One of the myths regarding domestic violence is that if children are not abused directly, they are not harmed by the exposure to it, according to the Journal of the American Academy of Matrimonial Lawyers. The truth is that children may suffer from exceptional emotion and behavioral issues related to the trauma of being exposed to domestic violence.
Domestic violence isn’t the only behavior of PTSD that can cause doubt in the minds of the courts. Sometimes, frequent symptoms such as a moment of panic at the sound of loud noises, can create enough concern and doubt in parenting abilities, that courts could rule against the individual suffering from PTSD.
The Syracuse Post-Standard profiled a veteran father, suffering from PTSD, who is seeking custody of his 2-year-old son. Shaun Portaleos is a discharged Marine, who was caught up in a custody battle in state and federal court for two years.
The question that the courts had to ask themselves was if in protecting the child, were they punishing the traumatic soldier who fought for the United States? Courts had to decide whether PTSD should count against a veteran, and the courts decided that Portaleos will see his son six days out of every 14 days.
Helping children understand
One of Portaleos’ claims was that spending time with his son helped him cope with the trauma, and that can be an excellent distraction to the disorder. However, when a child gets older, they begin to question aspects of the disorder, in order to learn and understand it for themselves.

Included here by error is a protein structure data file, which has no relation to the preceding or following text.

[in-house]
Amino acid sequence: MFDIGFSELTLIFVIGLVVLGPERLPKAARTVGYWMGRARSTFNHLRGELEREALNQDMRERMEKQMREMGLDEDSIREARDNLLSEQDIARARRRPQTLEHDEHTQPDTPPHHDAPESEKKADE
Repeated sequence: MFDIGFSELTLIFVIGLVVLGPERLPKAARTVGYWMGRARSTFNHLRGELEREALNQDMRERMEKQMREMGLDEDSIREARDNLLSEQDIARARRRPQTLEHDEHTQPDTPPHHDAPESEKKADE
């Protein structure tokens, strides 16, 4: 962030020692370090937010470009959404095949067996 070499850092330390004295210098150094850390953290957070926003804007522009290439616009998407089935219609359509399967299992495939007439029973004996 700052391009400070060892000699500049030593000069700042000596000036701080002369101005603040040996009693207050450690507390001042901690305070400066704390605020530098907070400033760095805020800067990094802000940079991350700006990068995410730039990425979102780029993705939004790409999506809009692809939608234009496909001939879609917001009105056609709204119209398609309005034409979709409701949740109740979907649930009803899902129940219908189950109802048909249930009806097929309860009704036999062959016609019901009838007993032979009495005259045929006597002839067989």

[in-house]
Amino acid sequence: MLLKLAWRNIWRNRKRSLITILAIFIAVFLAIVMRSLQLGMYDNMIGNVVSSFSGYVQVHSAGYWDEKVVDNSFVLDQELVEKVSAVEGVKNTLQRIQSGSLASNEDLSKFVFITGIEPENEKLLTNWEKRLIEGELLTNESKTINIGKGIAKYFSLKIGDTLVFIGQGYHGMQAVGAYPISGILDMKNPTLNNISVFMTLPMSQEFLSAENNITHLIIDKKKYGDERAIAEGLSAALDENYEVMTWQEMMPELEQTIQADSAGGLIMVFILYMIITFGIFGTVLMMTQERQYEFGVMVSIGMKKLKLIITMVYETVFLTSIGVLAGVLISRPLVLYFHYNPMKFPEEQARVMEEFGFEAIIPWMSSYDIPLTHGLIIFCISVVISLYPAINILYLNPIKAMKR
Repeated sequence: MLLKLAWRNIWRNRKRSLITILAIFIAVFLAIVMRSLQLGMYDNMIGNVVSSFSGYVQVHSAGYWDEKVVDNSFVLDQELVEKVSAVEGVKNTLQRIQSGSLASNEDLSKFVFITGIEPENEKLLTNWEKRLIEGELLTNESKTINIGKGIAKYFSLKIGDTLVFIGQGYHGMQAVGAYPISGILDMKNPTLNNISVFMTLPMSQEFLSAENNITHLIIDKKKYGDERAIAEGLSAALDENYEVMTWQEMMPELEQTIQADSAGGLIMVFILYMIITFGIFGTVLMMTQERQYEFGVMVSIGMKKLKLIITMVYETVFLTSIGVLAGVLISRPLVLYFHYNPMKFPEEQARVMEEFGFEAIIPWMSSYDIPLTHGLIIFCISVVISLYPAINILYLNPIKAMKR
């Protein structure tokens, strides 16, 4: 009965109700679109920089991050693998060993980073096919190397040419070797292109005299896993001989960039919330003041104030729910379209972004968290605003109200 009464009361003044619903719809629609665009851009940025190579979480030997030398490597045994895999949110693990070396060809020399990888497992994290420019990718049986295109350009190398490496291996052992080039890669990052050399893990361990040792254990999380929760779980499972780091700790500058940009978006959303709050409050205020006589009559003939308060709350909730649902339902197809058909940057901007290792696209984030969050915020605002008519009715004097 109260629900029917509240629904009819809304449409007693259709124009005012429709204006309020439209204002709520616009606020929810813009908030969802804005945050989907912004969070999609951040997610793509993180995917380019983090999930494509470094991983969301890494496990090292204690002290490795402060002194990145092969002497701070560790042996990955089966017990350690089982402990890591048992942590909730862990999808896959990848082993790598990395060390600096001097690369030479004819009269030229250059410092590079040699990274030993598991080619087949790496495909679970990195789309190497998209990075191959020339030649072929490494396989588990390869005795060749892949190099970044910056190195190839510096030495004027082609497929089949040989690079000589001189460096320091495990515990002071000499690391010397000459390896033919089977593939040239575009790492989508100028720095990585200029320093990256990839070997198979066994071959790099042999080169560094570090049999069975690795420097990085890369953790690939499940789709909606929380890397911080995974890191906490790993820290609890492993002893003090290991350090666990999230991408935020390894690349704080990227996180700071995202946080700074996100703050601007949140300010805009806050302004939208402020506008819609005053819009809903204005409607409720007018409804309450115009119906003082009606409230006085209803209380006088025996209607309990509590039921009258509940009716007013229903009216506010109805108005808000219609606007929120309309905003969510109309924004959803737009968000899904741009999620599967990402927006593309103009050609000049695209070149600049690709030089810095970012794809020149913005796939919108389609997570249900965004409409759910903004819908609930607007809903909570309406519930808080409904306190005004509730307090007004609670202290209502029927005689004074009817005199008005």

According to the VA, the process for them to learn and understand PTSD starts with the parent suffering from the condition to explain it to them, without burdening the child with graphic detail. A child needs to be made aware that it is not their fault that their parent is suffering from PTSD. Age and maturity determine the detail that a parent can go into with the information.
Resources to help
Although we, at Men’s Divorce, would prefer you seek treatment for the condition through the proper medical and mental healthcare channels, here are a variety of other resources that help individuals suffering from post traumatic stress disorder. For veterans, 1-877-WAR-VETS is set up as a confidential call center that works around the clock to help combat veterans and their families. It allows them to call to talk about their military experience or any other issue they are facing. There also are Veteran Centers set up, in order help transition members of the military into civilian life.
For civilians, there are a variety of treatment centers, such as Bridge to Recovery, Magnolia Creek, and Recovery Ranch, dedicated to helping individuals suffering from PTSD. Most therapist and mental health care professionals have training and experience helping people recover from trauma.
PTSD isn’t as linear as many conditions, so finding an end point can be challenging and sometimes impossible. However, the condition should not a parent from wanting to be a part of their child’s life. As long as they are actively being treated by professional, they are taking the first steps in putting their children first: through making themselves well. It doesn’t make them unfit. If anything, they are setting an example for their children in how to ask for help.